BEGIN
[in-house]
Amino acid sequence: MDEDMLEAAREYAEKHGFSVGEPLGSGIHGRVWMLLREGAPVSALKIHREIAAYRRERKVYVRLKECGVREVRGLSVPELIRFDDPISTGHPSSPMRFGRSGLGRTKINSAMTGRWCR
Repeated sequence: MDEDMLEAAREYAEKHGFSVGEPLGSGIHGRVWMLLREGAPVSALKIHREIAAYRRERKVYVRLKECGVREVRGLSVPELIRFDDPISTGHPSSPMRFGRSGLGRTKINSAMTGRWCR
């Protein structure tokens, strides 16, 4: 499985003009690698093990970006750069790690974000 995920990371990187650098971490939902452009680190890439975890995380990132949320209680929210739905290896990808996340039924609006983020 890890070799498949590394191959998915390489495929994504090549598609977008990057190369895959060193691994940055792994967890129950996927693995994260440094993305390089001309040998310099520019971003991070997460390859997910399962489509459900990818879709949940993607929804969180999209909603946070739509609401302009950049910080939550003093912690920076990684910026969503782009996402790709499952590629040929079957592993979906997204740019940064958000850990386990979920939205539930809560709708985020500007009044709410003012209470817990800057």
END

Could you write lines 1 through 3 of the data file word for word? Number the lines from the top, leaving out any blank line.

[in-house]
Amino acid sequence: MDEDMLEAAREYAEKHGFSVGEPLGSGIHGRVWMLLREGAPVSALKIHREIAAYRRERKVYVRLKECGVREVRGLSVPELIRFDDPISTGHPSSPMRFGRSGLGRTKINSAMTGRWCR
Repeated sequence: MDEDMLEAAREYAEKHGFSVGEPLGSGIHGRVWMLLREGAPVSALKIHREIAAYRRERKVYVRLKECGVREVRGLSVPELIRFDDPISTGHPSSPMRFGRSGLGRTKINSAMTGRWCR